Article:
"Around 40% of the energy consumption at ordinary buildings is said to be used for air-conditioning systems. Indeed, buildings do make up a significant amount of the total CO2 emissions throughout Japan. The technology that we are developing may lead to a reduction in CO2 emissions in Japan. This is what makes this research so appealing."
Air-conditioning systems used in large buildings have a time lag before internal temperatures respond to any settings that are changed--a comfortable temperature cannot be attained by controlling the air-conditioning based on real-time data.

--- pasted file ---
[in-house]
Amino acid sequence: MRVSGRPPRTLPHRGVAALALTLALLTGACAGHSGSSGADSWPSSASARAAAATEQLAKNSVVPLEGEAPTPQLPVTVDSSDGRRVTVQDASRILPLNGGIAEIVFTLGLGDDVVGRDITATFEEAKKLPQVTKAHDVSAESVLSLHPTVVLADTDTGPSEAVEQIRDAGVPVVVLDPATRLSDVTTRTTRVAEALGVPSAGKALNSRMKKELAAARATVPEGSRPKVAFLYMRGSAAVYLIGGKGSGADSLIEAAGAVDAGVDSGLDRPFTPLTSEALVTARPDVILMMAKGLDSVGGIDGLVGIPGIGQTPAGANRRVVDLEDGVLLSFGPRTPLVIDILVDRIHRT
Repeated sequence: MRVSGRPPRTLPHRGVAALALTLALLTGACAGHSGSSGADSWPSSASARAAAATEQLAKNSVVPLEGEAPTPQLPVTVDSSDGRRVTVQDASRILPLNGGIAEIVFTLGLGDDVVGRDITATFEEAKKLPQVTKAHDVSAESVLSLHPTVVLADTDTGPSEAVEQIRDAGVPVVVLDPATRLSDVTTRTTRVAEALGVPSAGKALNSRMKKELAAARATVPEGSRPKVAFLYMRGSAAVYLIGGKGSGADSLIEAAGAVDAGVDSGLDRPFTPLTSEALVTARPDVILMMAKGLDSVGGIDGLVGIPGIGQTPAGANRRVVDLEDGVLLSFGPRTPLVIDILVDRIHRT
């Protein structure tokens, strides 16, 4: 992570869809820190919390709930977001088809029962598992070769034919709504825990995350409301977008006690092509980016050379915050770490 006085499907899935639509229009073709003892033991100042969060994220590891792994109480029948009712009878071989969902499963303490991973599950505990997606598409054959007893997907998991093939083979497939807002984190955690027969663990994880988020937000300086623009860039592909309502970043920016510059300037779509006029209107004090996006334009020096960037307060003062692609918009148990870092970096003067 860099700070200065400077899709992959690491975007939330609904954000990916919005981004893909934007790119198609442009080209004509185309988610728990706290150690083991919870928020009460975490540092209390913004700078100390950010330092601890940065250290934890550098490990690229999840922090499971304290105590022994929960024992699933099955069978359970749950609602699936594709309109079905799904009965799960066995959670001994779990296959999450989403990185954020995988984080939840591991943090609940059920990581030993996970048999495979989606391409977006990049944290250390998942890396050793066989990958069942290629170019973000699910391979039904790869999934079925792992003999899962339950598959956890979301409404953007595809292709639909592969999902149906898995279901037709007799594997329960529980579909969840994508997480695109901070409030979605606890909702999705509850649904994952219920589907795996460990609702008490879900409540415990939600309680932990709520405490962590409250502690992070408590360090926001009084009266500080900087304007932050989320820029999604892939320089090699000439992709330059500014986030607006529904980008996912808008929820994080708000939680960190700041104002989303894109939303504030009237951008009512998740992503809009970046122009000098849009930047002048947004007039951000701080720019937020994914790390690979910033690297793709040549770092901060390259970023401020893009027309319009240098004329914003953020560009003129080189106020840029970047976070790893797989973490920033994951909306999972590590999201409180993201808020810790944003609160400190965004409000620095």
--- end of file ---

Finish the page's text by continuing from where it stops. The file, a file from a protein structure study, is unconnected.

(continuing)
To address this, Ms. Kodama and her team began development of "feed-forward control" that controls the air-conditioning based on future predictions made using AI. Yet the problem with this approach is that it required a vast amount of data.
"Comfortable air-conditioning control is determined based on various variables such as temperature, humidity, airflow, or what activity people are engaged in. Making predictions for these variables using AI requires at least two months of data from the building the system is be installed in. And we all know that the season could change in two months."
So Ms. Kodama and her team set themselves a new goal of making predictions with AI using a smaller data set. This was based on fluid analysis that calculates the flow of air resulting from the building's structure.